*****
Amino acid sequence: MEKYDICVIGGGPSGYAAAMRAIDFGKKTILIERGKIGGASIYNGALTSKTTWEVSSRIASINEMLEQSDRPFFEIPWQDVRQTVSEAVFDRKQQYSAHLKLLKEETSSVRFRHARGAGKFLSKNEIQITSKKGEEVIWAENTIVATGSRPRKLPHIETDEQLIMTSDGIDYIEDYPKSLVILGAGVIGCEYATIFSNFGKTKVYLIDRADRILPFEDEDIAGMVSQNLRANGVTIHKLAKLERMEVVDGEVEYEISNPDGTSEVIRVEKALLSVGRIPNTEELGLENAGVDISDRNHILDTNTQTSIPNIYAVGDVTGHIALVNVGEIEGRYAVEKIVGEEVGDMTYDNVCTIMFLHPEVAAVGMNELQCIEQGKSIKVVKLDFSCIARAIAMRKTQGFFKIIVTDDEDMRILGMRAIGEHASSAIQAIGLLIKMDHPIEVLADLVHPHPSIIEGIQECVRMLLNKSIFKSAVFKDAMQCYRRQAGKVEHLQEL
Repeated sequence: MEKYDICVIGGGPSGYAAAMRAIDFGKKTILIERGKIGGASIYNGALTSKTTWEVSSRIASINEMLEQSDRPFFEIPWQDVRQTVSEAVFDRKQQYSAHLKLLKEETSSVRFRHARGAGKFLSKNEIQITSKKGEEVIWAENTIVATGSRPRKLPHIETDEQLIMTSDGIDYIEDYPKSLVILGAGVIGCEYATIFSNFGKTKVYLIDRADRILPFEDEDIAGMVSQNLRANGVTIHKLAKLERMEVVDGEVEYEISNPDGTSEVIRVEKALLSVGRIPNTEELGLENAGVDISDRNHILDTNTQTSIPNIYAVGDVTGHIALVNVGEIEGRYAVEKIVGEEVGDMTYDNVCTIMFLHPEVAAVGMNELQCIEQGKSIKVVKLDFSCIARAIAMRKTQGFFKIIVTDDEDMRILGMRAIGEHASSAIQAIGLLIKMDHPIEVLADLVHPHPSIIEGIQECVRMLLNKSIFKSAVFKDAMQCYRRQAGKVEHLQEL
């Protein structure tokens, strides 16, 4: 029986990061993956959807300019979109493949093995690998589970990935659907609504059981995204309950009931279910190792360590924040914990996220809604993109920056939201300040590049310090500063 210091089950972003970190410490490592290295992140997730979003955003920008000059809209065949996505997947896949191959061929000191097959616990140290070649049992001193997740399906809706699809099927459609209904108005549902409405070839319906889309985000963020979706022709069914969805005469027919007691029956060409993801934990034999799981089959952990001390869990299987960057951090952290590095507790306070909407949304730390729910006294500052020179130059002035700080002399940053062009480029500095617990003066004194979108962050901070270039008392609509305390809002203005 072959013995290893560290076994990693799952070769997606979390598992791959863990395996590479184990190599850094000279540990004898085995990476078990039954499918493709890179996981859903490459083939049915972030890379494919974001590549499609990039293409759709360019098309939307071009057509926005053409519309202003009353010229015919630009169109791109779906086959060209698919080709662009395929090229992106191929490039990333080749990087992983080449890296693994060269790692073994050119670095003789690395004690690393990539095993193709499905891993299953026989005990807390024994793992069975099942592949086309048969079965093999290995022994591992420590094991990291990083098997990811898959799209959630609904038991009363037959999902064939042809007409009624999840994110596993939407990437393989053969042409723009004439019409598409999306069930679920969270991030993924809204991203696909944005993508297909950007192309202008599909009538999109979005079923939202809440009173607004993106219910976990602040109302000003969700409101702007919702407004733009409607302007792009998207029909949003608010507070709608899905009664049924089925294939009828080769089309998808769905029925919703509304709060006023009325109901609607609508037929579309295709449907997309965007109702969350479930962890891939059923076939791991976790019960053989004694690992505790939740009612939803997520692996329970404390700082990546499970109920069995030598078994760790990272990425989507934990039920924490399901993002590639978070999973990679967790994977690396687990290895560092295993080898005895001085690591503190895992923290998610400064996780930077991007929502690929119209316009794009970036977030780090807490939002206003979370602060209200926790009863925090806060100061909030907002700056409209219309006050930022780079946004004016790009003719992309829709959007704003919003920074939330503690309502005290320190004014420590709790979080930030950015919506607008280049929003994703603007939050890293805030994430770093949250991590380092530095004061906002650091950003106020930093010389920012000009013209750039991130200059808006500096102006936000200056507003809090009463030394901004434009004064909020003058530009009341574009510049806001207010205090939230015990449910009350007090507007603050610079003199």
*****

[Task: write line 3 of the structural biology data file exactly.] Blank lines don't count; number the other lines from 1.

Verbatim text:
């Protein structure tokens, strides 16, 4: 029986990061993956959807300019979109493949093995690998589970990935659907609504059981995204309950009931279910190792360590924040914990996220809604993109920056939201300040590049310090500063 210091089950972003970190410490490592290295992140997730979003955003920008000059809209065949996505997947896949191959061929000191097959616990140290070649049992001193997740399906809706699809099927459609209904108005549902409405070839319906889309985000963020979706022709069914969805005469027919007691029956060409993801934990034999799981089959952990001390869990299987960057951090952290590095507790306070909407949304730390729910006294500052020179130059002035700080002399940053062009480029500095617990003066004194979108962050901070270039008392609509305390809002203005 072959013995290893560290076994990693799952070769997606979390598992791959863990395996590479184990190599850094000279540990004898085995990476078990039954499918493709890179996981859903490459083939049915972030890379494919974001590549499609990039293409759709360019098309939307071009057509926005053409519309202003009353010229015919630009169109791109779906086959060209698919080709662009395929090229992106191929490039990333080749990087992983080449890296693994060269790692073994050119670095003789690395004690690393990539095993193709499905891993299953026989005990807390024994793992069975099942592949086309048969079965093999290995022994591992420590094991990291990083098997990811898959799209959630609904038991009363037959999902064939042809007409009624999840994110596993939407990437393989053969042409723009004439019409598409999306069930679920969270991030993924809204991203696909944005993508297909950007192309202008599909009538999109979005079923939202809440009173607004993106219910976990602040109302000003969700409101702007919702407004733009409607302007792009998207029909949003608010507070709608899905009664049924089925294939009828080769089309998808769905029925919703509304709060006023009325109901609607609508037929579309295709449907997309965007109702969350479930962890891939059923076939791991976790019960053989004694690992505790939740009612939803997520692996329970404390700082990546499970109920069995030598078994760790990272990425989507934990039920924490399901993002590639978070999973990679967790994977690396687990290895560092295993080898005895001085690591503190895992923290998610400064996780930077991007929502690929119209316009794009970036977030780090807490939002206003979370602060209200926790009863925090806060100061909030907002700056409209219309006050930022780079946004004016790009003719992309829709959007704003919003920074939330503690309502005290320190004014420590709790979080930030950015919506607008280049929003994703603007939050890293805030994430770093949250991590380092530095004061906002650091950003106020930093010389920012000009013209750039991130200059808006500096102006936000200056507003809090009463030394901004434009004064909020003058530009009341574009510049806001207010205090939230015990449910009350007090507007603050610079003199």